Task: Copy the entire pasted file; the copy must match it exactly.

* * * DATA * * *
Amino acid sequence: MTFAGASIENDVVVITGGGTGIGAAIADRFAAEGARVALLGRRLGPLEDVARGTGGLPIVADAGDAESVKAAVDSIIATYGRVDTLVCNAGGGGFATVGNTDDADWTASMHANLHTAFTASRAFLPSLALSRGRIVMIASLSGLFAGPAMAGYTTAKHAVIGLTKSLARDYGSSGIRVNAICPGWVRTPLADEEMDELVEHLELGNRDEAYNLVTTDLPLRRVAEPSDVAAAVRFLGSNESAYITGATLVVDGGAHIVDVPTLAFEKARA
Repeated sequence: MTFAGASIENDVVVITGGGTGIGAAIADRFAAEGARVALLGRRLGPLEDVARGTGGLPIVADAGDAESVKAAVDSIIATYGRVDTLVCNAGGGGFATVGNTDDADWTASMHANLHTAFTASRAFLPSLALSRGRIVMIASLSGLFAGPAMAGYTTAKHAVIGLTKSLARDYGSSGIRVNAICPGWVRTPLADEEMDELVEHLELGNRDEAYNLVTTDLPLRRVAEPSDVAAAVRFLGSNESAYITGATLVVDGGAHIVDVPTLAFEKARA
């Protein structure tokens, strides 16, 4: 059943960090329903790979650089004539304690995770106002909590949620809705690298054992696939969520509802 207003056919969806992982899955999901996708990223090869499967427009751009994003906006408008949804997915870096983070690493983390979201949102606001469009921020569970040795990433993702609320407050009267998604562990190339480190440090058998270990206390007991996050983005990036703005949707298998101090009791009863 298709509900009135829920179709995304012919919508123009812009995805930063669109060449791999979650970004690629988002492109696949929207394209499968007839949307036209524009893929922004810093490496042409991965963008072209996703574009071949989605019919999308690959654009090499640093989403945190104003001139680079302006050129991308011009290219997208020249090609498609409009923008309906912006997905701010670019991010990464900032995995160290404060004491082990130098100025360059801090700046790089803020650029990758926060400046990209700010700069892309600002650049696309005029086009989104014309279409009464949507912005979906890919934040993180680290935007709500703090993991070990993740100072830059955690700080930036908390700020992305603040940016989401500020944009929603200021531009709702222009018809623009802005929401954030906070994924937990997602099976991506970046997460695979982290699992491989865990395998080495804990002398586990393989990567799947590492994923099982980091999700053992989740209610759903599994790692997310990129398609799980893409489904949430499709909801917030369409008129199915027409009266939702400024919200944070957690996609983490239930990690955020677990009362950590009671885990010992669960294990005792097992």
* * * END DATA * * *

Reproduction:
Amino acid sequence: MTFAGASIENDVVVITGGGTGIGAAIADRFAAEGARVALLGRRLGPLEDVARGTGGLPIVADAGDAESVKAAVDSIIATYGRVDTLVCNAGGGGFATVGNTDDADWTASMHANLHTAFTASRAFLPSLALSRGRIVMIASLSGLFAGPAMAGYTTAKHAVIGLTKSLARDYGSSGIRVNAICPGWVRTPLADEEMDELVEHLELGNRDEAYNLVTTDLPLRRVAEPSDVAAAVRFLGSNESAYITGATLVVDGGAHIVDVPTLAFEKARA
Repeated sequence: MTFAGASIENDVVVITGGGTGIGAAIADRFAAEGARVALLGRRLGPLEDVARGTGGLPIVADAGDAESVKAAVDSIIATYGRVDTLVCNAGGGGFATVGNTDDADWTASMHANLHTAFTASRAFLPSLALSRGRIVMIASLSGLFAGPAMAGYTTAKHAVIGLTKSLARDYGSSGIRVNAICPGWVRTPLADEEMDELVEHLELGNRDEAYNLVTTDLPLRRVAEPSDVAAAVRFLGSNESAYITGATLVVDGGAHIVDVPTLAFEKARA
């Protein structure tokens, strides 16, 4: 059943960090329903790979650089004539304690995770106002909590949620809705690298054992696939969520509802 207003056919969806992982899955999901996708990223090869499967427009751009994003906006408008949804997915870096983070690493983390979201949102606001469009921020569970040795990433993702609320407050009267998604562990190339480190440090058998270990206390007991996050983005990036703005949707298998101090009791009863 298709509900009135829920179709995304012919919508123009812009995805930063669109060449791999979650970004690629988002492109696949929207394209499968007839949307036209524009893929922004810093490496042409991965963008072209996703574009071949989605019919999308690959654009090499640093989403945190104003001139680079302006050129991308011009290219997208020249090609498609409009923008309906912006997905701010670019991010990464900032995995160290404060004491082990130098100025360059801090700046790089803020650029990758926060400046990209700010700069892309600002650049696309005029086009989104014309279409009464949507912005979906890919934040993180680290935007709500703090993991070990993740100072830059955690700080930036908390700020992305603040940016989401500020944009929603200021531009709702222009018809623009802005929401954030906070994924937990997602099976991506970046997460695979982290699992491989865990395998080495804990002398586990393989990567799947590492994923099982980091999700053992989740209610759903599994790692997310990129398609799980893409489904949430499709909801917030369409008129199915027409009266939702400024919200944070957690996609983490239930990690955020677990009362950590009671885990010992669960294990005792097992």